Letters

Letters 08-25-14

Save America

I read your paper because it’s free and I enjoy the ads. But I struggle through the left wing tripe that fills every page, from political cartoons to the vitriolic pen of Mr. Tuttle. What a shame this beautiful area of the state has such an abundance of Socialist/democrats. Or perhaps the silent majority chooses to stay silent...

Doom, Yet a Cup Half Full

In the news we are told of the civil unrest at Ferguson, Mo; ISIS war radicals in Iraq and Syria; the great corporate tax heist at home. You name it. Trouble, trouble, everywhere. It seems to me the U.S. Congress is partially to blame...

Uncomfortable Questions

defending the positions of the Israelis vs Hamas are far too narrow. Even Mr. Tuttle seems to have failed in looking deeply into the divide. American media is not biased against Israel, nor or are they pro Palestine or Hamas...

The Evolution of Man Revisited

As the expectations of manhood evolve, so too do the rules of love. In Mr. Holmes’s statement [from “Our Therapist Will See Us Now” in last week’s issue] he narrows the key to a successful relationship to the basic need to have your wants and needs understood, and it is on this point I expand...

Home · Articles · News · Features · Train derailed?
. . . .

Train derailed?

Patrick Sullivan - July 11th, 2011
Train Derailed? Future of the Spirit of Traverse City is in doubt
By Patrick Sullivan
Opposition to the city’s plan to remove the Spirit of Traverse City from
Clinch Park is gaining steam.
In the meantime, while the mini train could be figuratively derailed by
the end of this summer, or otherwise moved someplace else, it literally
derailed and part of it tipped over on July 4. The train was back in
service Wednesday after repairs.
Michelle Hazard started the Facebook group Save the Spirit of Traverse
City after she discovered the train had been removed from the city’s
bayfront plan and was not expected to return in 2012.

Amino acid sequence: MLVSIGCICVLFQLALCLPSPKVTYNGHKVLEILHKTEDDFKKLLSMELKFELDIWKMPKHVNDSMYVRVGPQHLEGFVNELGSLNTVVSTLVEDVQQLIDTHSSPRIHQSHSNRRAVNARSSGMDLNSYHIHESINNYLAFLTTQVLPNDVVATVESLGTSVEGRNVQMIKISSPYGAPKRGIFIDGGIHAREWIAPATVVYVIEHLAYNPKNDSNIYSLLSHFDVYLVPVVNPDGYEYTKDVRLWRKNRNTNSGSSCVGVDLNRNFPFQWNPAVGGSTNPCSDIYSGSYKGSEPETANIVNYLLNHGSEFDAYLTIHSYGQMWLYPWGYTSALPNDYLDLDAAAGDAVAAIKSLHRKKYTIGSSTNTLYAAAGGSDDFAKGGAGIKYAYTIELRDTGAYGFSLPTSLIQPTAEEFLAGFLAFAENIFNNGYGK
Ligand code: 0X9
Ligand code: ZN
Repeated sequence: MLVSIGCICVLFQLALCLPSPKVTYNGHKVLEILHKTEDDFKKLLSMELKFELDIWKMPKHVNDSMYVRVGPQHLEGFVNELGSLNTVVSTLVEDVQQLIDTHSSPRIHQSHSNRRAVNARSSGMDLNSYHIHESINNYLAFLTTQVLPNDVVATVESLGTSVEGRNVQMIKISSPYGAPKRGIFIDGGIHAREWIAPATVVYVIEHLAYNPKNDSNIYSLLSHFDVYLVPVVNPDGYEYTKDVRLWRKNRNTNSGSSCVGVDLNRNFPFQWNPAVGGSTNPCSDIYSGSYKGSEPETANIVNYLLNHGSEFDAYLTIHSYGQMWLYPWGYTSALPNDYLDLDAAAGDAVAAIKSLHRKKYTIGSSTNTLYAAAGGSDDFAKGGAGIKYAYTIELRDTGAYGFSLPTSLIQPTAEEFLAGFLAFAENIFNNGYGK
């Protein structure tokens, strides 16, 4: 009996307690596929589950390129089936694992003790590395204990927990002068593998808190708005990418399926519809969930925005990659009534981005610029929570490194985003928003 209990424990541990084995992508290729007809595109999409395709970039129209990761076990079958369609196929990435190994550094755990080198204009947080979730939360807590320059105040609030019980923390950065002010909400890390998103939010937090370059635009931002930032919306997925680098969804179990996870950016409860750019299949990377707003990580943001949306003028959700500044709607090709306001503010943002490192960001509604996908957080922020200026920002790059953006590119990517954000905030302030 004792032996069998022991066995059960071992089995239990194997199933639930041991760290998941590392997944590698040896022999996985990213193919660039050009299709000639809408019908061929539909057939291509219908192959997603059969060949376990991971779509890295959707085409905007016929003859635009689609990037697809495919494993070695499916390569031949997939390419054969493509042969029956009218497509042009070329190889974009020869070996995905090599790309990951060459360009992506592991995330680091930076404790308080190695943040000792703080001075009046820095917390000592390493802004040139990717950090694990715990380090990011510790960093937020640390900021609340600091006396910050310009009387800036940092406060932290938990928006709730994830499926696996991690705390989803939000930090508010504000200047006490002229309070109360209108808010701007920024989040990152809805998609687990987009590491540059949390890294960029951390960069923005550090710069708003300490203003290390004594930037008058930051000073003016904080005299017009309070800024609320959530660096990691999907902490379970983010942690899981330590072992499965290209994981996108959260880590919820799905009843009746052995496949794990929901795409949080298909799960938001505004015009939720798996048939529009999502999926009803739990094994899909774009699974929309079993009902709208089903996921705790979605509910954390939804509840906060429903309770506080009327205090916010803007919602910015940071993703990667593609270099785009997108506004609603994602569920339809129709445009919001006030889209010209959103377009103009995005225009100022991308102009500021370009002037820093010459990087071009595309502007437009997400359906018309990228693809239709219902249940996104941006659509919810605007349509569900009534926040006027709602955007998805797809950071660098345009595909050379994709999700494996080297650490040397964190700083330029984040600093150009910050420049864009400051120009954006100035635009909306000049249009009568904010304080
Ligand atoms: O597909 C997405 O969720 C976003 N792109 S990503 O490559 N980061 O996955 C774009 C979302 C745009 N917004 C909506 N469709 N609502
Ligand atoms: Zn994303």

The group has generated hundreds of comments and prompted nearly 1,500
people to hit the “like” button.
“I’m a relatively new resident, but one of the first things I did when I
came up here was go to Clinch Park and take pictures of the train and its
passengers and I thought what a neat thing it was,” Hazard said. “The
train was part of the process of deciding I wanted to move here.”

CITY RESPONSE
At a meeting Tuesday, the city commission responded to the uproar.
Commissioners agreed to ask the architects to try to design the train back
into the bayfront plan, Mayor Christopher Bzdok said.
Planners may also seek an alternate spot for the train, he said.
“The ‘uproar’ is good for local morning radio, which seems to be
generating it, but the parks commission has been and continues to be
working on a solution,” Bzdok said.
In fact, Hazard said the spokesman for the Save the Sprit of TC group is
Jack O’Malley, a morning DJ at WTCM.
Jim Carruthers, a city commissioner, said he believes the train should be
saved because of its historical significance.
“Everybody seems to have a memory of that train,” Carruthers said. “Don’t
we want to preserve our history in some way?”
Carruthers hears the train from his home on 11th Street and believes it
adds to the character of the city.
He said he isn’t sure how many of the train supporters are actually city